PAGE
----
Code Versus Compatibility: Striking the Right Balance at Many Glacier Hotel

By Elizabeth Hallas posted 11-29-2018 11:28


What do we do when an iconic, character-defining feature of a National Historic Landmark is lost? Our firm asked this question at the outset of our design work for the rehabilitation of Many Glacier Hotel in Glacier National Park. Built in 1916, the hotel originally featured a unique “double-helical” staircase in the center of its five-story atrium space. By the mid-1950s, the stair was gone. Legend has it that it was removed to make way for an expanded gift shop, dragged out onto the ice of Swiftcurrent Lake, and left to sink—though no scuba diving has ever corroborated this story.

Many Glacier Hotel | Credit: Mark Bryant Photographics

Fast forward 50 years, and many visitors, donors, local preservationists, and friends of this “Great Lodge” of the National Park Service (NPS) wanted to see this iconic feature brought back. Funding was scarce, and questions persisted about the reconstruction of the stair. An estate donation helped build momentum, and the idea of recreating this lost feature gained traction.

Many Glacier Hotel helical stair circa 1920 | Credit: Minnesota Historical Society

The NPS selected Anderson Hallas Architects, a company with a portfolio of high-profile preservation work, to guide the multi-phased interior rehabilitation of the hotel. With the benefit of the 1916 design drawings and several crisp historic photographs, we had ample documentation of the stair’s original construction. When creating our design concepts, we considered a number of questions:

Many Glacier Hotel lobby circa 1930 | Credit: Minnesota Historical Society

  • Will it need to meet current codes? (Yes.)
  • Should the new stair follow the original design intent? (Yes.)
  • Should the stone water fountain be reintroduced in an area that suffered persistent moisture damage over its century-long lifespan? (No.)
  • What materials should the new stair be made from? (Wood.)
  • How could the structure support this unique double-helical stair shape without becoming too bulky? (Concealed steel.)

Helical stair historical drawing circa 1916 | Credit: Minnesota Historical Society

Several distinctions of the new design identify it as contemporary, but it is nonetheless compatible with the historic character of the lobby. For example, in bringing the stair up to code, its overall footprint was slightly enlarged because each stair tread (horizontal stepping surface) needed to be both wider and deeper—10" minimum at the inside curve of the stair tread. Similarly, the height of each step could not exceed 7" (the original steps were 8" high), which required a longer “run” of the stair. And finally, to maintain the stair’s graceful profile while spanning a long distance, the team designed curved steel members to support the stair and trimmed them in wood.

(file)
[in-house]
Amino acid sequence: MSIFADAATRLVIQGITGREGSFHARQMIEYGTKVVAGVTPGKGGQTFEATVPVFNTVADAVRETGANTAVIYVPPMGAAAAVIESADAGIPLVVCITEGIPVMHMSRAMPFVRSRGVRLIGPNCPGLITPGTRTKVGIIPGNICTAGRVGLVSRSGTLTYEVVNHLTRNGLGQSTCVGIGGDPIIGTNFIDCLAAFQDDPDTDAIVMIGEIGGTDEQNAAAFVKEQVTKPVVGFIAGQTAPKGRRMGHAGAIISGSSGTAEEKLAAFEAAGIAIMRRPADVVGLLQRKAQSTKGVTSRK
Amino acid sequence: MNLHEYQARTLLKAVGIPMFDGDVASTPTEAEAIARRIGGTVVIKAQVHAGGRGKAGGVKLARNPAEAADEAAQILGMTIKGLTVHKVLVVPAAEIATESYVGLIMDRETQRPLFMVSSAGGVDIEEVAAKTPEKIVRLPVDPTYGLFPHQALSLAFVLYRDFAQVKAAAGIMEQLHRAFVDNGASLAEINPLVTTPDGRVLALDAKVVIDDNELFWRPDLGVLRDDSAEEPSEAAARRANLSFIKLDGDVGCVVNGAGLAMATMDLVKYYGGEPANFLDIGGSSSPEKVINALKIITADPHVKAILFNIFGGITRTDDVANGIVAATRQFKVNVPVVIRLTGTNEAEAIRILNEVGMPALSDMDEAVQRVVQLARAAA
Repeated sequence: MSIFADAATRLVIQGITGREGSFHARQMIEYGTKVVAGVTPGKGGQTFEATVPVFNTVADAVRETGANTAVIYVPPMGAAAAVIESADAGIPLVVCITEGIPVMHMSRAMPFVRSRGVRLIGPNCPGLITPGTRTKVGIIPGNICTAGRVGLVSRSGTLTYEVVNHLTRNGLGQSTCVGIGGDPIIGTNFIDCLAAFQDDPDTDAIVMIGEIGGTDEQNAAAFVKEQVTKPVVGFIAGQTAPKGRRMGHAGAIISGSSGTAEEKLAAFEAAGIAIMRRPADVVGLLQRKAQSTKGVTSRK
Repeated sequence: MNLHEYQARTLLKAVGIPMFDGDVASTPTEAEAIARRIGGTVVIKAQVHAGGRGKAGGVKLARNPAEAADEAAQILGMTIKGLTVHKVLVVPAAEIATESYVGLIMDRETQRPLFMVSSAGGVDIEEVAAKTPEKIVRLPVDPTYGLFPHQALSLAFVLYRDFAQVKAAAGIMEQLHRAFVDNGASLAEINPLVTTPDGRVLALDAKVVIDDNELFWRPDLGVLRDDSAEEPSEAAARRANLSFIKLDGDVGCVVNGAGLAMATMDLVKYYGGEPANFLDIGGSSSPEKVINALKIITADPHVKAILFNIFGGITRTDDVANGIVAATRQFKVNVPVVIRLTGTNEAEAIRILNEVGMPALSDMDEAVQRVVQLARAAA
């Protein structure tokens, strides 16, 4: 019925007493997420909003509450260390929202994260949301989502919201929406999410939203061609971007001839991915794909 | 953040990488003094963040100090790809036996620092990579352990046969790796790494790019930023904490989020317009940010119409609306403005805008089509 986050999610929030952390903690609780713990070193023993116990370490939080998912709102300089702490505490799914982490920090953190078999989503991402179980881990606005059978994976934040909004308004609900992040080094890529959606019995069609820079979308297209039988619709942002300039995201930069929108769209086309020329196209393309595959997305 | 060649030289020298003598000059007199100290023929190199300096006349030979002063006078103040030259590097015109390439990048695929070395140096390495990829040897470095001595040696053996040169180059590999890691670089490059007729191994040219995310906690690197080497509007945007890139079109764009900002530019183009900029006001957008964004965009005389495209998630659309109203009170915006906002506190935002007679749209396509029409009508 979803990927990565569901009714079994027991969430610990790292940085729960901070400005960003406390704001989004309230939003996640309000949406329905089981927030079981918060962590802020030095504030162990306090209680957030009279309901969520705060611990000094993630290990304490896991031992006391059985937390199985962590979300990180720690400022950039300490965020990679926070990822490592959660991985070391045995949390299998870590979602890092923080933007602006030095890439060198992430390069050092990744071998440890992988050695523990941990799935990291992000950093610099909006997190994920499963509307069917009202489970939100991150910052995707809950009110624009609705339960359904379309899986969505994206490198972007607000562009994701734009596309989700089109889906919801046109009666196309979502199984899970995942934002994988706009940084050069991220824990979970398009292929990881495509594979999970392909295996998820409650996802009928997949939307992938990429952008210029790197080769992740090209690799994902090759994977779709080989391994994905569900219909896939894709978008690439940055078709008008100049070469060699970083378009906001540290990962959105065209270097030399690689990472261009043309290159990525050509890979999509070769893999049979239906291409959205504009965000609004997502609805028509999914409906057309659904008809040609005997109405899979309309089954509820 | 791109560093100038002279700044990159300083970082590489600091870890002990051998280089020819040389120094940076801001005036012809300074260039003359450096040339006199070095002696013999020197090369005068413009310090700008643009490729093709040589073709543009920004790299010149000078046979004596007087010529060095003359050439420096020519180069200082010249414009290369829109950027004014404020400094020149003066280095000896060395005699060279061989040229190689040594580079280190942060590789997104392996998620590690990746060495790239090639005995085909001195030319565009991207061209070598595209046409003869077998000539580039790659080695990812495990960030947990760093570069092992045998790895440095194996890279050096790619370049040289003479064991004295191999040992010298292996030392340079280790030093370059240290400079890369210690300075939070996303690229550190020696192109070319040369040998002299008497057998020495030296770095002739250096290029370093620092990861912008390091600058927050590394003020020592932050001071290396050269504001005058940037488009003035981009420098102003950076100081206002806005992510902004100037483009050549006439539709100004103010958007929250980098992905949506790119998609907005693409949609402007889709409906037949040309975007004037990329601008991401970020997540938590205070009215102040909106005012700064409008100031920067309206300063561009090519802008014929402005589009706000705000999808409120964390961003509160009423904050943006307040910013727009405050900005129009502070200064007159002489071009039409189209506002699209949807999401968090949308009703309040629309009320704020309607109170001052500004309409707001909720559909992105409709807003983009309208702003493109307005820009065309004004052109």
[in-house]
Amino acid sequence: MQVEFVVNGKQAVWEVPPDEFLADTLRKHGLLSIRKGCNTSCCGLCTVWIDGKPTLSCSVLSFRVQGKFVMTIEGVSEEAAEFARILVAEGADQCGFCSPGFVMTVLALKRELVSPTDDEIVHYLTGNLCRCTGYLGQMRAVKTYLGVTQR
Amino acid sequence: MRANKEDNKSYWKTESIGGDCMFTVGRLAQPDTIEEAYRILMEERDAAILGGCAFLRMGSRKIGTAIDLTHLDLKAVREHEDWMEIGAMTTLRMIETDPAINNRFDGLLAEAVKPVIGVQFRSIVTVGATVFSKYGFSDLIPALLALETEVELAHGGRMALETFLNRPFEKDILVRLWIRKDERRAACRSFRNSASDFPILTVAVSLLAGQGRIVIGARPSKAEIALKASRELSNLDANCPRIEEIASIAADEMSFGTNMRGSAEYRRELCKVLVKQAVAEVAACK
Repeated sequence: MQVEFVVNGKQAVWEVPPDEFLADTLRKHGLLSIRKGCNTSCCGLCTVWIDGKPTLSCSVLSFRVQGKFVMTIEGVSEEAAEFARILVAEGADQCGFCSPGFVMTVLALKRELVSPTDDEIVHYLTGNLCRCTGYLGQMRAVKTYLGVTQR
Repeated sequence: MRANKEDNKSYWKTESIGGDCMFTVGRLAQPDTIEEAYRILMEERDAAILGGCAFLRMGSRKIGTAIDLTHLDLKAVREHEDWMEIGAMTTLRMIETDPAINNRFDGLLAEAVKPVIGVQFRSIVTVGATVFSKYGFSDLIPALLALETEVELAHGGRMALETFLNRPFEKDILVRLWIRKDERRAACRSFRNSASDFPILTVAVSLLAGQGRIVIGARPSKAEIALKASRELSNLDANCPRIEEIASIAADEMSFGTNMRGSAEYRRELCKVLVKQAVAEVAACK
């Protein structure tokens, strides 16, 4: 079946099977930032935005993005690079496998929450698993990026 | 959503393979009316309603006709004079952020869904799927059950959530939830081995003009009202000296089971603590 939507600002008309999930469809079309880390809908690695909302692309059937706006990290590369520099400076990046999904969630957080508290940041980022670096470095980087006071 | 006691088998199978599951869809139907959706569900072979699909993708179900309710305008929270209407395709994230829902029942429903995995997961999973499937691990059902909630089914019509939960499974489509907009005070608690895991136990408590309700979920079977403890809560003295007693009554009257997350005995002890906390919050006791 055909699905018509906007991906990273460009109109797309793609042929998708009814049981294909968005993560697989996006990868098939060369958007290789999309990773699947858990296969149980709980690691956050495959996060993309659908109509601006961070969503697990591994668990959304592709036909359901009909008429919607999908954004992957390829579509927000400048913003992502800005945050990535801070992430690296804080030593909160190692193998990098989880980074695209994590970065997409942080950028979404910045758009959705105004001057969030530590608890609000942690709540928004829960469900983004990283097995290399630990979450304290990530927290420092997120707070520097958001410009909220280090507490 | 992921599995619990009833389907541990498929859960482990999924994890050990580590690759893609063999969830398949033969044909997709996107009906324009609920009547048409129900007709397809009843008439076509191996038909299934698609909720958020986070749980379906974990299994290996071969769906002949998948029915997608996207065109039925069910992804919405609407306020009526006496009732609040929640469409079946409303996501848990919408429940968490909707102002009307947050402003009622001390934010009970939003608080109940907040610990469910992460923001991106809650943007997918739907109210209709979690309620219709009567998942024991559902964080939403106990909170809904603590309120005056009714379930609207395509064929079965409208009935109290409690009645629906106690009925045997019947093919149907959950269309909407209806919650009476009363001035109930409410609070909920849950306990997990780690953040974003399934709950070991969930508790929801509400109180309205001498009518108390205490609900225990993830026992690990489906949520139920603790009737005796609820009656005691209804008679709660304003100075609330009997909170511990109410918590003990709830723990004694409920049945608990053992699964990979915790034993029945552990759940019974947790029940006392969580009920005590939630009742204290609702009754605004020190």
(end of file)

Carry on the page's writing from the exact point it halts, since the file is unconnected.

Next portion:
Re-created helical stair | Credit: Mark Bryant Photographics

Midway through construction, removing the flooring where the original helical stair had once stood confirmed that we were on the right track. The original double helical shape was revealed.

The height of the guardrail surrounding the stairwell presented another challenge to meeting modern code. Guardrails must now stand 42" tall, whereas the original was only 32" high. Using the original baluster design as a template, we added a bottom and top trim rail to achieve the required heights while minimizing the feel of the taller guardrail.

Uncovering the infilled framing during construction. | Credit: Anderson Hallas Architects

The finish on the surface of the steps was also important to consider. After much debate regarding the original wood treads, we decided that a stair runner was the best option to dampen the visitors’ footfalls while providing a slip-resistant surface.

Re-created helical stair | Credit: Mark Bryant Photographics

Ultimately, the stair’s re-introduction was made possible thanks to partnerships with the NPS and the Glacier National Park Conservancy, a private donation from the Pendleton Woolen Mills, and the talented craftspeople at Northwest Cabinet Works.

The re-created helical stair provides a beautiful—yet safe—visitor experience, elegantly striking a balance between the contemporary and the historic in the breathtaking building.

Many Glacier Hotel atrium with re-created helical stair | Credit: Mark Bryant Photographics

Elizabeth Hallas, AIA, is a principal with Anderson Hallas Architects, PC of Colorado—a firm specializing in the preservation and adaptive reuse of legacy buildings across the west. Hallas spent 14 years working on the phased rehabilitation of Many Glacier Hotel.